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I am using the Fast Marching Method (FMM) to calculate shortest "distance" (traveltime) from some points.

The way FMM works is: I keep a velocity function in RAM: V(xi,yj,zk). I also keep a priority queue of all points on the front sorted on their V value. I repeatedly propagate the first point in this queue one step outwards. As I do this I remove the used point from the queue and insert those "touched" by the front.

My current implementation have two problems:

I. I must keep the whole cost (slowness) function in RAM. This limits the size of the cost function I can use.

II. I would like it to be even faster.

Any suggestions on how to improve my current implementation? For instance would it be possible to implement this on the GPU?

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Could you give us more information? We can't really suggest improvements to your implementation without knowing which library you got it from, or how you implemented it yourself. –  Godric Seer Jan 23 '13 at 13:42
    
I am the OP. I added a bit extra info (it is being peer-reviewed). –  Andy Jan 24 '13 at 8:58
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@Andy This answer about parallelization (for the Eikonal equation) has some information about fast sweeping Eikonal solvers and their limitations. Now that I know that the OP is still around, I might even decide to write a more detailed answer (if nobody else does it). –  Thomas Klimpel Jan 24 '13 at 15:42

1 Answer 1

My current implementation have two problems:

I. I must keep the whole cost (slowness) function in RAM. This limits the size of the cost function I can use.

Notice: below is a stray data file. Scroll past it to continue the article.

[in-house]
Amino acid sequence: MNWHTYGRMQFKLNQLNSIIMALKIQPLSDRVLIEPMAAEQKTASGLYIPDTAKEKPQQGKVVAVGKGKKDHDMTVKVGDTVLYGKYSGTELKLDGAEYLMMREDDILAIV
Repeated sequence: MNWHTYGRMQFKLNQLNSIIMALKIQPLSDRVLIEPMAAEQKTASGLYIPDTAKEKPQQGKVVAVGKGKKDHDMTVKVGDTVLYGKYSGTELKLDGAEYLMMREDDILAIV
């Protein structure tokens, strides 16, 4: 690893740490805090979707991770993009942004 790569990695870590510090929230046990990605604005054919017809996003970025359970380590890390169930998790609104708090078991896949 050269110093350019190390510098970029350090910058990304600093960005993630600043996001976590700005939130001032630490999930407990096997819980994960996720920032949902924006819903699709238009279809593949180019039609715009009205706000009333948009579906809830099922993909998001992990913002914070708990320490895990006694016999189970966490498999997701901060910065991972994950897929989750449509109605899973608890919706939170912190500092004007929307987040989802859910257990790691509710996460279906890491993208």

II. I would like it to be even faster.

The first point is a bit ambiguous. Just computing the cost function and the traveltime for each grid cell and storing them somewhere should not be an issue. The issue is the access pattern of the fast marching method to this data, which is very cache unfriendly and prevents effective parallelization. For a straightforward implementation, the priority queue is the worst offender for the cache. There are cache optimal priority queues, but even then the memory access pattern of the updates is still very irregular.

The second point is probably most related to the parallelization potential of the algorithm. At least for the second point, one is probably forced to give up on fast marching methods and look at fast sweeping methods instead.

The observation behind the fast sweeping methods is that for the updates it is only important in which of $2^n$ "general directions" the characteristics point. Especially any region where this "general direction" is constant can be updated by a sweep. Still, there are many different ways to turn this observation into an algorithm, and which strategy will be most efficient depends a bit on whether your velocity function leads to large regions with constant "general direction", or whether it creates more a sort of labyrinth.

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